In all of our lives, we’re going to experience failure, tragedy, and setbacks.
- Our hearts will be broken
- Our friendships will end
- Our loved ones will die
- Our careers will crumble
Nobody is immune to adversity. If you’re living what my friend Pamela Slim refers to as a full-color full contact life, you’re eventually going to get punched in the face.
At the end of 2014, I was in one of the darkest chapters of my life. I had financial challenges, many of my friendships were falling apart, and I was going to sleep most nights hoping I wouldn’t wake up the next morning.
It was a chapter of my life that became a chapter of my previous book, in which I described it as follows.
A days ago my friend Jadah Sellner interviewed me for her podcast. In our interview, she asked me how I pulled out of this dark chapter, and what’s below is what I shared with her.
1. Upgrade Your Environment
The impact of our environment is profound. It affects our thinking, emotions, and behavior. One of the fastest ways to change the way you feel is to change your environment. That doesn’t mean that you have to buy a fancy car, move into a McMansion or wear the most expensive clothes money can buy. It’s just a matter of deliberately designing an environment that inspires you and makes you feel good.
Get rid of anything that reminds you of the past. We all have emotions that are linked to objects in our physical space.
- They might be clothes you wore in a relationship that didn’t work or pictures of an ex.
- It could be pens, notebooks, paintbrushes, or something else from a creative project that you consider a failure.
This also doesn’t have to be some massive undertaking. You change tiny things. I changed the type of pen I was writing with and the color of the moleskines I wrote in. If something in your physical environment does nothing but remind you of painful memories, get rid of it.
2. Deliberately Design Your Space
When I interviewed Jim Bunch about the 9 Environments that make up your life, he told me that whenever he interviewed someone for a job, he would walk to their car with them. If the car was a mess, he didn’t hire them. If you can’t manage and maintain your physical space, it’s going to be hard to handle a demanding job.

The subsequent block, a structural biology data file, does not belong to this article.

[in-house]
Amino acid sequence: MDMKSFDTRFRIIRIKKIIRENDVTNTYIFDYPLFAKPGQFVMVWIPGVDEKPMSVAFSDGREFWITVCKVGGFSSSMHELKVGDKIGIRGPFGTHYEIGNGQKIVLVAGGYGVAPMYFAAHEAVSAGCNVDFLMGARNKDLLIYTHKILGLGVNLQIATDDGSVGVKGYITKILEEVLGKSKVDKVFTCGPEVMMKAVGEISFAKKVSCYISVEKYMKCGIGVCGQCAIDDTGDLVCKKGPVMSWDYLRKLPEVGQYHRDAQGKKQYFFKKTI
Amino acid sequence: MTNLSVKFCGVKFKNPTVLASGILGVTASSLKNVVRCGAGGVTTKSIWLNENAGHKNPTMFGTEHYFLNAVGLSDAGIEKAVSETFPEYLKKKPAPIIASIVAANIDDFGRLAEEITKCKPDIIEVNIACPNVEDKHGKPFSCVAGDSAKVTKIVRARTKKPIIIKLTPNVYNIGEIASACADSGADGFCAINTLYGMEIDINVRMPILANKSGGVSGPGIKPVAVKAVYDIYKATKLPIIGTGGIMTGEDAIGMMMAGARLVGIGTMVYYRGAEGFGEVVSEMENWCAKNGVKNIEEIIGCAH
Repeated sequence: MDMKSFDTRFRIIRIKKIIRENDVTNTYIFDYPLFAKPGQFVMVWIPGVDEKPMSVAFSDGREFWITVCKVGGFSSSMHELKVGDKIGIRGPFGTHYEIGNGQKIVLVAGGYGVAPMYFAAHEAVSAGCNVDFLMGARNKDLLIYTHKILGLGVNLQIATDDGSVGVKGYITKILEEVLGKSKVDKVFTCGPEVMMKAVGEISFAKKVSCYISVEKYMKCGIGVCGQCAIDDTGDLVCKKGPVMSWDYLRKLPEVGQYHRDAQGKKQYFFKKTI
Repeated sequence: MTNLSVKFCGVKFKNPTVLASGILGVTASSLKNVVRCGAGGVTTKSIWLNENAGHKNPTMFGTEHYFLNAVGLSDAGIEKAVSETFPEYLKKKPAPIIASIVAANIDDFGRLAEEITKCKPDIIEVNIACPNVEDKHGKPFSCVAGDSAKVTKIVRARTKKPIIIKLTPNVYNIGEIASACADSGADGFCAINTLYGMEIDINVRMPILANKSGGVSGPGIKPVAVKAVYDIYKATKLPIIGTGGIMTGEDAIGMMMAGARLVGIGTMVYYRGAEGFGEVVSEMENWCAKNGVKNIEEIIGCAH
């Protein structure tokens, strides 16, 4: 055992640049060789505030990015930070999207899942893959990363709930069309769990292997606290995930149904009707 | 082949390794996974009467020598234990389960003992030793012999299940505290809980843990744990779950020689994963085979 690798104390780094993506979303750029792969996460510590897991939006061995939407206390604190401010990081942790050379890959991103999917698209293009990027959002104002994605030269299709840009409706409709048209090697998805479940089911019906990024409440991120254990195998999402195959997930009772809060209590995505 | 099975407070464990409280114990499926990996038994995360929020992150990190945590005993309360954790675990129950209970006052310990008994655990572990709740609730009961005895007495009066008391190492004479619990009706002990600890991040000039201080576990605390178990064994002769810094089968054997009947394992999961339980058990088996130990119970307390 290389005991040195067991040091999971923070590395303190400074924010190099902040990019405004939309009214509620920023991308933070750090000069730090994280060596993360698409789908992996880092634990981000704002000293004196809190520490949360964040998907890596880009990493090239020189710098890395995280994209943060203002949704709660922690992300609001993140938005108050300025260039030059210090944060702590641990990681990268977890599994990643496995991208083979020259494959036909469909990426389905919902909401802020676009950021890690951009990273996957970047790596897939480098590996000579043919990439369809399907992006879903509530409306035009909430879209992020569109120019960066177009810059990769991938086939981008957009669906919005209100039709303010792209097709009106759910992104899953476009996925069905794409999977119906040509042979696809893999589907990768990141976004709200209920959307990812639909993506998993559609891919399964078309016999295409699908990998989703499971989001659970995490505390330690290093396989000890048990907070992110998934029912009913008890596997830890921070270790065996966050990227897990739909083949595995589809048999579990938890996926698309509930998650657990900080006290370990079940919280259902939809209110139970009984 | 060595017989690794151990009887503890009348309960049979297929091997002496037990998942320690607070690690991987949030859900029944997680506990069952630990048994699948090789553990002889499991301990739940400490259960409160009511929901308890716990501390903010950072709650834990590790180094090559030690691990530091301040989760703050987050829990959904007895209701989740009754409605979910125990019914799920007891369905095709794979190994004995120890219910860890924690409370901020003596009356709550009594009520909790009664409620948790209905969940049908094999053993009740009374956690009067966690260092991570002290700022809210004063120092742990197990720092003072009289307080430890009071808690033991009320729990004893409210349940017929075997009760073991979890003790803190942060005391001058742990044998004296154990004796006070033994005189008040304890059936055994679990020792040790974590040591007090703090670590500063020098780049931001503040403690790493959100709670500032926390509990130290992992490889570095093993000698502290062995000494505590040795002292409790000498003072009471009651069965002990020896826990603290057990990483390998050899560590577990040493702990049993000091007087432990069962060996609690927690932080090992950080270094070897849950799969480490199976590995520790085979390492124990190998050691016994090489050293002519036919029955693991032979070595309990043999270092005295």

If you’re depressed or going through a rough patch, the last thing you need is a car or workspace that’s a complete mess. You’d be amazed by how much better you’ll start to feel just by doing the following:
1) Have clean physical spaces
2) Fill those spaces with things that inspire you.
Even though these seem like little changes, they add up over time. Still not convinced? After explaining all of this to me, Jim said: “pretty soon your bank account starts to look like a new environment.”
3. Prioritize Self Care
There are few times when self-care is more important than when you’re going through a rough patch. As somebody once said to me, your body is your first line of defense.
- Exercise/Diet: Exercise won’t change the fact that you just got dumped or fired. But it will make you feel better, even if it’s just for a little bit of time each day. Physical health is not only one of the 5 essential investments that every human being should make in themselves. It’s the foundation on which everything else is built. When you start exercising on a regular basis, other things change. Because you need the energy to exercise you eat healthier food. Eventually, you look better. As a result, your self-image improves. It’s the start of a cycle to help pull you out of a rough patch.
- Therapy: Recently my friend Sarah Kathleen Peck published a piece about how to go to therapy. Therapy can be one of the most valuable tools for getting yourself out of a dark chapter. Unlike talking to friends and family, you get an objective perspective on the situation you’re dealing with. And unlike friends and family who will eventually be tired of hearing why you’re feeling the way you are, a therapist will keep listening, and even get you to the point where you stop telling your friends and family the same story over and over again.
- Medication: Medication gets a really bad rap, particularly in personal development circles. But that doesn’t mean it should be completely ignored as a possible solution. I’ve talked to many friends who’ve taken antidepressants and benefited from them. That being said, I’d treat it as a last resort when you’ve done everything above, and nothing is working.
- Sleep: Of all the things that contribute to anxiety and depression, poor sleep might be at the top of the list. Before this dark chapter I used to have my phone in my bed at night, and I’d chat with people until 11 pm. Study after study has shown that the blue light emitted from screens is disruptive to our sleep. Sleep in many ways is to the mind what food is to the body.